Friday, April 11, 2008

On Justice Arturo Brion

Justice Arturo Brion is the newest member of the Supreme Court. Being the number one placer in the 1974 Bar, no one will chide Justice Brion for being an intellectual lightweight. His expansive and impressive experience in private and public law practice, together with his good reputation, makes him more than qualified to be a member of the Court.

But right now, his term is off to a shaky start. Right after his appointment, some groups have criticized his appointment, despite his vow to become an impartial member of the court. His credibility was shaken further when he participated in the controversial Romulo Neri ruling, prompting questions about his delicadeza.

He has already lost the battle of first impressions, which may hound him for the rest of his stay in the highest court of the land. That is too bad, considering that he has the credentials and experience to make a positive impact in the Supreme Court.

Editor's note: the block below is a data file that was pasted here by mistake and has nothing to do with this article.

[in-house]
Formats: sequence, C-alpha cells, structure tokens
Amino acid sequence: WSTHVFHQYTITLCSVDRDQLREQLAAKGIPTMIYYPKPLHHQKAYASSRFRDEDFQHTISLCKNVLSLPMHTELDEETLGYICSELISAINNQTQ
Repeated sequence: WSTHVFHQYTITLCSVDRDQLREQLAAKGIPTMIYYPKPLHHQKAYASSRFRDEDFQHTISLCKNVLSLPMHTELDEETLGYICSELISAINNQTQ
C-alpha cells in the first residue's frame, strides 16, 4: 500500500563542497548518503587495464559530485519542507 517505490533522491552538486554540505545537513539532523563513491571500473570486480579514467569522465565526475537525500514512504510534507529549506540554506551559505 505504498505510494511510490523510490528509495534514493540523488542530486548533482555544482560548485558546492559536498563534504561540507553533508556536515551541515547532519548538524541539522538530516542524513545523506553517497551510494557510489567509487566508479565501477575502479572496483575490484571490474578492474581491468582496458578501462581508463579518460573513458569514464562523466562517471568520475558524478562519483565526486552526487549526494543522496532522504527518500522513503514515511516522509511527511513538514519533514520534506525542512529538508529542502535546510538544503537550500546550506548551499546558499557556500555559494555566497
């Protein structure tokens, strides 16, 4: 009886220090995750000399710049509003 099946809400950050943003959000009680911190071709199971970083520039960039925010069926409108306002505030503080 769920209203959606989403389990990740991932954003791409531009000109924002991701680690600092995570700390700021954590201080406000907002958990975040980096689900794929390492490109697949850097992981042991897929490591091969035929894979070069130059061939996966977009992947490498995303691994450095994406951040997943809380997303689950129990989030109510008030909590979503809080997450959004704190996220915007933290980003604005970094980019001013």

But I think the people's adverse reaction to Justice Brion's appointment to the SC and his participation in the Neri Case is only normal. He was appointed on March 17. The Neri ruling came out on March 25. It is possible that he has already familiarized himself with the case in a span of 8 days, but still, it gives the impression that he was plucked from DOLE to the SC to tilt the balance in favor of Neri and the Arroyo administration. People would naturally go up in arms even if his position is firm and his arguments are sound. As the Supreme Court itself said in Rallo v. Gako, Jr.:

Well-known is the judicial norm that ‘judges should not only be impartial but should also appear impartial.’ Jurisprudence repeatedly teaches that litigants are entitled to nothing less than the cold neutrality of an impartial judge. The other elements of due process, like notice and hearing, would become meaningless if the ultimate decision is rendered by a partial or biased judge. Judges must not only render just, correct and impartial decisions, but must do so in a manner free of any suspicion as to their fairness, impartiality and integrity.

And this is where Justice Brion is found wanting.

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